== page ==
HEB is the largest supermarket chain in Texas and one of the most competent in the United States. Founded in 1905, HEB has among its company values, one that I have never seen in another company: “Heart.” “People matter. Here, people are at the heart of every decision made and everything we do – no store cares more.” 

HEB was the only retailer that managed to maintain service to the hardest-hit areas when Hurricane Harvey hit Texas (besides providing donations and logistics to help victims). “Heart” is not just a word; it is a commitment to be met at any cost.

Coronavirus did not take HEB by surprise: the company had been prepared since 2005 for such a tragedy. That year they created a crisis plan to address the emerging danger of avian influenza, H5N1. When the swine flu (H1N1) crisis emerged in 2009, they were able to put the plan to the test, and again in the case of Harvey. In each instance, they perfected the strategy.

HEB was better prepared than most countries in the world, giving a lesson in strategic planning. One could wonder what a crisis management plan has to do with strategic planning. Everything: strategic planning should be done for the long term, taking into account even things that may never occur. However, when they do happen, it can prevent the company from meeting the needs of its customers, employees, and business partners, and even destroy the business.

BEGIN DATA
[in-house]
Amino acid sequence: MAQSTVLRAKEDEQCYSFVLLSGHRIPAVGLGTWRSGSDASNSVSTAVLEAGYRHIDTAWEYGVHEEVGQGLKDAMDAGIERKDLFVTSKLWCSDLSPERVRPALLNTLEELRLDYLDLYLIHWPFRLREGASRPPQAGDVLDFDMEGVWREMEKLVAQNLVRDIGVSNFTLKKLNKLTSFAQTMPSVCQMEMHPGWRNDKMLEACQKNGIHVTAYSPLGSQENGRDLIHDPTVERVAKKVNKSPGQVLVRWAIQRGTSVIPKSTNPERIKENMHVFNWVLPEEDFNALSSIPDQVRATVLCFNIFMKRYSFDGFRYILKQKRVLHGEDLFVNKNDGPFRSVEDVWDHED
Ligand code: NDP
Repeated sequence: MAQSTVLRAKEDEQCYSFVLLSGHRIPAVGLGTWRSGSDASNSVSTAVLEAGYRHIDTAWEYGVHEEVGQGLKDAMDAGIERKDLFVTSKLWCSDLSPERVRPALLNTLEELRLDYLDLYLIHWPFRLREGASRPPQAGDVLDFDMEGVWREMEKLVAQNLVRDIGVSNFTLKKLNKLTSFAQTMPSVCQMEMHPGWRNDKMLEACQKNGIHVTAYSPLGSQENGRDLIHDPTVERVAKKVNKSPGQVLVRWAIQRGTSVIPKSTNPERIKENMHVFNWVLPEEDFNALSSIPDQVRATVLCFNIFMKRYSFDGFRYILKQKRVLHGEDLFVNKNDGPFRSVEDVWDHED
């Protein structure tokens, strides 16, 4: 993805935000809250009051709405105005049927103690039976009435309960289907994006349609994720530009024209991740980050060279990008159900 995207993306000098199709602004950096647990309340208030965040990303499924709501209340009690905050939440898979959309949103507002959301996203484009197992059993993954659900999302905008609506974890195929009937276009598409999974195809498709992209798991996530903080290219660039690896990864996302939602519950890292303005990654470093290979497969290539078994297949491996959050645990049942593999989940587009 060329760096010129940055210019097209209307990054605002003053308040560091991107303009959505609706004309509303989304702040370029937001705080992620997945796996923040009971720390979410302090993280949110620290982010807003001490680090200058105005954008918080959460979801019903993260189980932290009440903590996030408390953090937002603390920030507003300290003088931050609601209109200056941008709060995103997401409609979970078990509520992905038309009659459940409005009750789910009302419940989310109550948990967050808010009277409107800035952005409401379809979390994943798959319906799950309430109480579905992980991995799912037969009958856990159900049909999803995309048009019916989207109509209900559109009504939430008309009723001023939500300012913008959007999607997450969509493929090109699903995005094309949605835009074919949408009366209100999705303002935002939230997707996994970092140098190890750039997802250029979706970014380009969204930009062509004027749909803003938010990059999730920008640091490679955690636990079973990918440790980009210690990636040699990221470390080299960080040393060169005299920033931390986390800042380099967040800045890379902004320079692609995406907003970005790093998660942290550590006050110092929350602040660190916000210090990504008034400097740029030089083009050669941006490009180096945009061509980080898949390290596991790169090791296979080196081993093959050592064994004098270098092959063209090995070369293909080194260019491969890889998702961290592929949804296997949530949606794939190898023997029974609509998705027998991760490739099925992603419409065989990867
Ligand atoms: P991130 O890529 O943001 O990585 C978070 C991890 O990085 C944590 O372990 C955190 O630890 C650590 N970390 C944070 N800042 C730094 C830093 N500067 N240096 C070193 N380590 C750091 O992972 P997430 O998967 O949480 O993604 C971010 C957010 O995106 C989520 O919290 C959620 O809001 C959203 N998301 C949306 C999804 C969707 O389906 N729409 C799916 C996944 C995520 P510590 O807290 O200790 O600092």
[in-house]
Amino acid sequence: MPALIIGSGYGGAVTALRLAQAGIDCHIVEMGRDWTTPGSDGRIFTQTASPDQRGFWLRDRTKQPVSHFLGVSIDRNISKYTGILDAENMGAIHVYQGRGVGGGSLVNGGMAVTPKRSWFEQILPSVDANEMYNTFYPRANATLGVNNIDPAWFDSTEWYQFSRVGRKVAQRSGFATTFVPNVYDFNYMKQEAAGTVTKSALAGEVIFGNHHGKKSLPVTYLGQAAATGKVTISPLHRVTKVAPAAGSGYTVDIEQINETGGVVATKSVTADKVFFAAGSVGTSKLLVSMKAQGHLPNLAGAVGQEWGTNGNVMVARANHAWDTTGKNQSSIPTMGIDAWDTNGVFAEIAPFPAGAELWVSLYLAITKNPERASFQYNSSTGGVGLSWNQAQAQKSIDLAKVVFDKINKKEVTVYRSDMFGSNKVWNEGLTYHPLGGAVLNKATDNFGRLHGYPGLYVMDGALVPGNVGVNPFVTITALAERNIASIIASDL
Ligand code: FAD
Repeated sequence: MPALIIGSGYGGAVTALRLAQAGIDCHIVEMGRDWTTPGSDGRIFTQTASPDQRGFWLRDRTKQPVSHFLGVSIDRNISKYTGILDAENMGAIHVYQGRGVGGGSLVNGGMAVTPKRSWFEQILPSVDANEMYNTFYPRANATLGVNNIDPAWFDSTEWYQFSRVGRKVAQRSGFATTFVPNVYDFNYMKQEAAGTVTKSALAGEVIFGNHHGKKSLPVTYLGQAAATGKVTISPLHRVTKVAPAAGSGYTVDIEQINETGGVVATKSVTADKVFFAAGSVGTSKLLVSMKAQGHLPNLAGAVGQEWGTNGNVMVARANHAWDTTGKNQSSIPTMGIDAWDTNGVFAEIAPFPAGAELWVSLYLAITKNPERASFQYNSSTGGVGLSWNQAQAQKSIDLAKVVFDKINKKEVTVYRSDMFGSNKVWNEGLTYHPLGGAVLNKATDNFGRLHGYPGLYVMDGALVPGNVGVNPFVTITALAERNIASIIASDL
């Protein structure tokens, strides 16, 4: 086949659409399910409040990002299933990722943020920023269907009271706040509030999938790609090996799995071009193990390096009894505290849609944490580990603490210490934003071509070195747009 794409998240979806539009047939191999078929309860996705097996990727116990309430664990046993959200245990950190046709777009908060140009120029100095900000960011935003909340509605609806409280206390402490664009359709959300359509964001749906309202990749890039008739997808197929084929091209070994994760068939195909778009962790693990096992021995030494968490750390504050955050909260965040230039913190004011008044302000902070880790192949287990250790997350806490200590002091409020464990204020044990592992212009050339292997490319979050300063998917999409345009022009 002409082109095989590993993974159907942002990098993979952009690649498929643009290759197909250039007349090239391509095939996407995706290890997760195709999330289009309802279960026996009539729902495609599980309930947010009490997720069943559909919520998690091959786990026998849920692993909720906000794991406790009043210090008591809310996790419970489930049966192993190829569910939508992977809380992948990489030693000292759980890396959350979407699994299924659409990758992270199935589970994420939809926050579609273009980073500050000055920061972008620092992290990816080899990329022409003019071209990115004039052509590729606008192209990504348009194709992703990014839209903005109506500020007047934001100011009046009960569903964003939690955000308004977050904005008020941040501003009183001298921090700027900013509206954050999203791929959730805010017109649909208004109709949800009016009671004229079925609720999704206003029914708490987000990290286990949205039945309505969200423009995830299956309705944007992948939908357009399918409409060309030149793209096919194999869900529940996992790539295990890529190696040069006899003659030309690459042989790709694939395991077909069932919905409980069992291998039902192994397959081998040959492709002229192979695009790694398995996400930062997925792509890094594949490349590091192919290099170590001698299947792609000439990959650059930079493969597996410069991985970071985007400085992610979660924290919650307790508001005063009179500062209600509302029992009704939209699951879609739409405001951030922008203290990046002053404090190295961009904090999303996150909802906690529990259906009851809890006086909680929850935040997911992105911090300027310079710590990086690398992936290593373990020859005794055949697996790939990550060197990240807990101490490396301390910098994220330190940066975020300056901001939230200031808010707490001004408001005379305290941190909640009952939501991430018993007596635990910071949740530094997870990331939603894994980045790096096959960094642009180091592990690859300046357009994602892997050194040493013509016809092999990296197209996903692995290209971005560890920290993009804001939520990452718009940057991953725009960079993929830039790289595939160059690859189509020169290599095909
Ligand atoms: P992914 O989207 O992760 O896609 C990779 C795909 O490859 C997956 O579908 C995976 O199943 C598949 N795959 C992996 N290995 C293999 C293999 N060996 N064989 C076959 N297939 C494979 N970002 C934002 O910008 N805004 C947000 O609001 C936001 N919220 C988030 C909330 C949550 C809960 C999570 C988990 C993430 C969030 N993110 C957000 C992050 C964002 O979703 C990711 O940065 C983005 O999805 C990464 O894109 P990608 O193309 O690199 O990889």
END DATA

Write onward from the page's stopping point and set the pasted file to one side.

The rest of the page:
HEB was prepared because it had:

  • A formal crisis and emergency plan updated and ready to be adapted and executed
  • An Emergency Preparedness Director, to lead the Crisis Operations Center
  • A Chief Medical Officer (yes, health is highly strategic, as we are learning by force)
  • A crisis monitoring system
  • A granular information system that allows consumer behavior to be mapped real-time, store by store, by SKU

Crisis monitoring is based on a close relationship with business partners around the world. By mid-January, they were already talking to their Chinese business partners and supermarket chains in Wuhan to understand what could happen in Texas. They still talk daily with supermarkets in China, and also in Italy and Spain. 

Ironically, a company from a state known for its fierce sense of independence understands the inevitable interconnection between all countries in the world. Much better than the country’s leadership.

A month ago, when only 50 cases of coronavirus had been reported in the US, HEB stores decreased the number of hours of operation, so that they had time to prepare stocks for the forecasted demand and,  at the same time, began to limit the number of essential items that each consumer could buy.

HEB monitors sales, trying to correlate spikes in demand with possible causes. The first big spike occurred on the day the NBA season was canceled, and Tom Hanks announced he was with covid-19. With information, they try to predict future spikes in demand.

Based on the experience with previous crises, HEB was prepared for the surge in demand for masks, hand sanitizers, water, and canned goods.

But Craig Boyan, president of HEB, confessed they could not predict the demand for one item: “We did not see runs on toilet paper as one of the first things to go out of stock. That was something we still kind of have a hard time understanding.”

Consumer behavior can be surprising. Understanding it is a challenge that makes one passionate about marketing.


(For more on HEB & coronavirus, see the Texas Monthly article at  https://www.texasmonthly.com/food/heb-prepared-coronavirus-pandemic/.)